“Gender-neutral language isn’t about replacing an old norm with a new one. People have the right to self-determine their gender whether it be a man, woman, or a nonbinary gender. The goal of gender-neutral language is to get rid of gender normativity, not everyone’s gender.”
— Alok Vaid-Menon, Beyond the Gender Binary
The future of theatre and performance is queer. Being queer is not only about one’s gender identity and sexuality. It is a vast spectrum of intersecting identities and social power structures such as caste, religion, class, wealth etc. To queer (as a verb) to subvert existing normative narratives. Queer theatre-makers and performers exist but their art is still considered as being on the margins. The role of theatre and art, at any time, is to challenge normativity. So, how do we create a mainstream queer theatrical culture?
Trans-ing the canon
Every year, November is observed as the Transgender Awareness Month across the world to spread awareness and celebrate the trans community – one that is complex, diverse and challenges gender stereotypes.
In a country and society where trans people have to fight daily to occupy space, how can one decentralise power that lies in the hands of cis-gatekeepers of theatre and allow transgender performers and makers to create work that matters to them?
There is a need to trans the canon. Here, the idea of trans-ing comes from transgender scholars like Susan Stryker and it is thinking about trans-ing as a verb i.e. the idea of moving across or beyond the gender one is assigned at birth.
Lazlo Pearlman, a transgender performer, creator and teacher, describes trans-ing as thus, “For me, that act of trans-ing is one of the powerful things about having a transgender experience – The experience of having moved away from the gender I was assigned at birth, but not actually towards anything.”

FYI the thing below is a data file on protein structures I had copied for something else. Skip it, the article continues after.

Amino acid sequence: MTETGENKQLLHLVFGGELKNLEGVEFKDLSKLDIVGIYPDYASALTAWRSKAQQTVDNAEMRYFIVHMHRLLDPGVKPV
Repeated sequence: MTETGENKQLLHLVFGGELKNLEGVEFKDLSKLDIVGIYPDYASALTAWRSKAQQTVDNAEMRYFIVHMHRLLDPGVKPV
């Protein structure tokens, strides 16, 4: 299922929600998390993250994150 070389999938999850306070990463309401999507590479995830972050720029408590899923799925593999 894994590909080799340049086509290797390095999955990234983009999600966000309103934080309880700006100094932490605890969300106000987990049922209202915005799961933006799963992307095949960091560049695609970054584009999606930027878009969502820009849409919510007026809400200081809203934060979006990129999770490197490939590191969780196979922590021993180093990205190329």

Creating a mainstream trans theatrical culture is not just about representation. It is about going beyond using transness as an element to showcase diversity without engaging with it. Representation in the plot of a play cannot be enough. Similarly, trans representation in theatre has to be more than casting trans actors for roles. These are definitely crucial milestones, but should not be considered as an end goal.
In contemporary Indian theatre, over the last decade, there has been a greater presence of trans voices and narratives. Bengaluru-based theatre-maker Sharanya Ramprakash directed Nava, a Kannada play featuring an ensemble of nine urban trans women, who are part of the arts collective, Aravani Art Project. In 2014, trans activists Living Smile Vidya, Angel Glady and Gee Imaan Semmalar, founded a trans theatre group, Panmai (diversity in Tamil), in Chennai. The group produced Colour of Trans 2.0, which toured the US as well, traced the experience of the actors themselves through cabaret, clowning, commedia dell’arte, monologues etc.
As we move towards creating more trans-inclusive spaces, one must remember that language matters. To begin with, we must normalise asking one’s pronouns, even when there isn’t a trans or non-binary person in the room. It not only ensures that people use correct pronouns but it reiterates the thought that our pronouns are not fixed and constant; they are fluid. Using the correct language is not about memorizing people’s pronouns, it is about creating a culture of curiosity, empathy and care.
Here is a guidance document that you can use when employing or working with transgender people. It is time we trans the theatre – beyond bathrooms and through organisations and theatre processes.